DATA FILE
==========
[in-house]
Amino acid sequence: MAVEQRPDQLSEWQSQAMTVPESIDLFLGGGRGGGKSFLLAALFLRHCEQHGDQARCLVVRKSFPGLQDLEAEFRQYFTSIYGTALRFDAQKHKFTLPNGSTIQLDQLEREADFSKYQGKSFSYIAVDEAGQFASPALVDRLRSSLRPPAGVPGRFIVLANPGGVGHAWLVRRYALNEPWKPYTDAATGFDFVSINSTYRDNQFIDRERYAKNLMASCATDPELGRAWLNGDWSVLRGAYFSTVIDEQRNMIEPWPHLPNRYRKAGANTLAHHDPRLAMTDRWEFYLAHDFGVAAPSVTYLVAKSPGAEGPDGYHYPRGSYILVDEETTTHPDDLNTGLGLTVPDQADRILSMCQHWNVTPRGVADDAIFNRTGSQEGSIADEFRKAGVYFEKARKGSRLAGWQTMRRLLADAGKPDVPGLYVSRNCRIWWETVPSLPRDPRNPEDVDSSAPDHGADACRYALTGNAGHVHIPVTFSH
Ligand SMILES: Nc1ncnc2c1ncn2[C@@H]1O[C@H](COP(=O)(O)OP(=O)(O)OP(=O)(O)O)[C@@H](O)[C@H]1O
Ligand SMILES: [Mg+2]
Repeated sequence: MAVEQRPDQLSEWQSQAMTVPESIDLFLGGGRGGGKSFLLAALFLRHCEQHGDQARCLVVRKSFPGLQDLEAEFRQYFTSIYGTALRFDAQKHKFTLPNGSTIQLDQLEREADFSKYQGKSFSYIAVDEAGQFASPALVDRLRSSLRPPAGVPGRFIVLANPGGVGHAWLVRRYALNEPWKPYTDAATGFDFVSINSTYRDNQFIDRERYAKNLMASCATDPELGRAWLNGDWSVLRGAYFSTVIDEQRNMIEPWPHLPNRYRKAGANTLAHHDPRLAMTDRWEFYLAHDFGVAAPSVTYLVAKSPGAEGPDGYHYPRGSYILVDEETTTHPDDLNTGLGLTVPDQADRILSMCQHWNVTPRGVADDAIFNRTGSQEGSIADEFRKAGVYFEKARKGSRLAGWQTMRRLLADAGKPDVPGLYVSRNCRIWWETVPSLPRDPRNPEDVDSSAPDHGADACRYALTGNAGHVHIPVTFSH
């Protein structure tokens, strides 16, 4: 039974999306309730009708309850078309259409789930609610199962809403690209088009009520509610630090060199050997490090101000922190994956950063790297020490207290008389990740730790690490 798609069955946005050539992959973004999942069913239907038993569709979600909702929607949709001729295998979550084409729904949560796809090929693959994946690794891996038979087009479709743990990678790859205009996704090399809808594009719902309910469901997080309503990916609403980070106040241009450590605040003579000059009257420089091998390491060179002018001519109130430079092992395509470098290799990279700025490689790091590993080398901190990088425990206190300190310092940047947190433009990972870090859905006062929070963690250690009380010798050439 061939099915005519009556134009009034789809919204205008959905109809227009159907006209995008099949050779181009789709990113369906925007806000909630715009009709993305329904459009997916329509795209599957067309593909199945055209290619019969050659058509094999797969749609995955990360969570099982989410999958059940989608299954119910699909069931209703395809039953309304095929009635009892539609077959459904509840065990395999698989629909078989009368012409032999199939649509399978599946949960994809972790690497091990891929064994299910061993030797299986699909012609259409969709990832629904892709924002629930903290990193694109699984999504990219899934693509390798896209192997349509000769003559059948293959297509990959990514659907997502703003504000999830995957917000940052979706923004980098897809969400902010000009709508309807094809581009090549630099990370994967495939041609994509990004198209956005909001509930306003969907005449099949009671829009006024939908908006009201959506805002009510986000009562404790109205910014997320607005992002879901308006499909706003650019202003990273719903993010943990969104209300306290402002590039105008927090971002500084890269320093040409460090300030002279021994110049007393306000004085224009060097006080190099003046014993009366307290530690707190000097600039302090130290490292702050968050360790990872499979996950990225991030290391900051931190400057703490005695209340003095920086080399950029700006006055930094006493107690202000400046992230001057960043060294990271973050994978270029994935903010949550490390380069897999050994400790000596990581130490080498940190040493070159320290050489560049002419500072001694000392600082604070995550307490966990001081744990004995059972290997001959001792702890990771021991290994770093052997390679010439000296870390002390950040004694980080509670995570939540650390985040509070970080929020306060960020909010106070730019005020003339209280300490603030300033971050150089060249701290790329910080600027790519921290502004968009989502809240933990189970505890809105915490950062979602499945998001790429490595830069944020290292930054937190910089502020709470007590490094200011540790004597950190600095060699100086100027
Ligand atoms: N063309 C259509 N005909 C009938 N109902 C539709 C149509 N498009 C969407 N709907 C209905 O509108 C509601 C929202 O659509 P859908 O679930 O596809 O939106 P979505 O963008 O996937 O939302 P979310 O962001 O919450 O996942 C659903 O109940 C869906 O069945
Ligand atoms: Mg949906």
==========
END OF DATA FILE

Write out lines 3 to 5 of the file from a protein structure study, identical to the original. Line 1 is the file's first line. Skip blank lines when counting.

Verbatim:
Ligand SMILES: Nc1ncnc2c1ncn2[C@@H]1O[C@H](COP(=O)(O)OP(=O)(O)OP(=O)(O)O)[C@@H](O)[C@H]1O
Ligand SMILES: [Mg+2]
Repeated sequence: MAVEQRPDQLSEWQSQAMTVPESIDLFLGGGRGGGKSFLLAALFLRHCEQHGDQARCLVVRKSFPGLQDLEAEFRQYFTSIYGTALRFDAQKHKFTLPNGSTIQLDQLEREADFSKYQGKSFSYIAVDEAGQFASPALVDRLRSSLRPPAGVPGRFIVLANPGGVGHAWLVRRYALNEPWKPYTDAATGFDFVSINSTYRDNQFIDRERYAKNLMASCATDPELGRAWLNGDWSVLRGAYFSTVIDEQRNMIEPWPHLPNRYRKAGANTLAHHDPRLAMTDRWEFYLAHDFGVAAPSVTYLVAKSPGAEGPDGYHYPRGSYILVDEETTTHPDDLNTGLGLTVPDQADRILSMCQHWNVTPRGVADDAIFNRTGSQEGSIADEFRKAGVYFEKARKGSRLAGWQTMRRLLADAGKPDVPGLYVSRNCRIWWETVPSLPRDPRNPEDVDSSAPDHGADACRYALTGNAGHVHIPVTFSH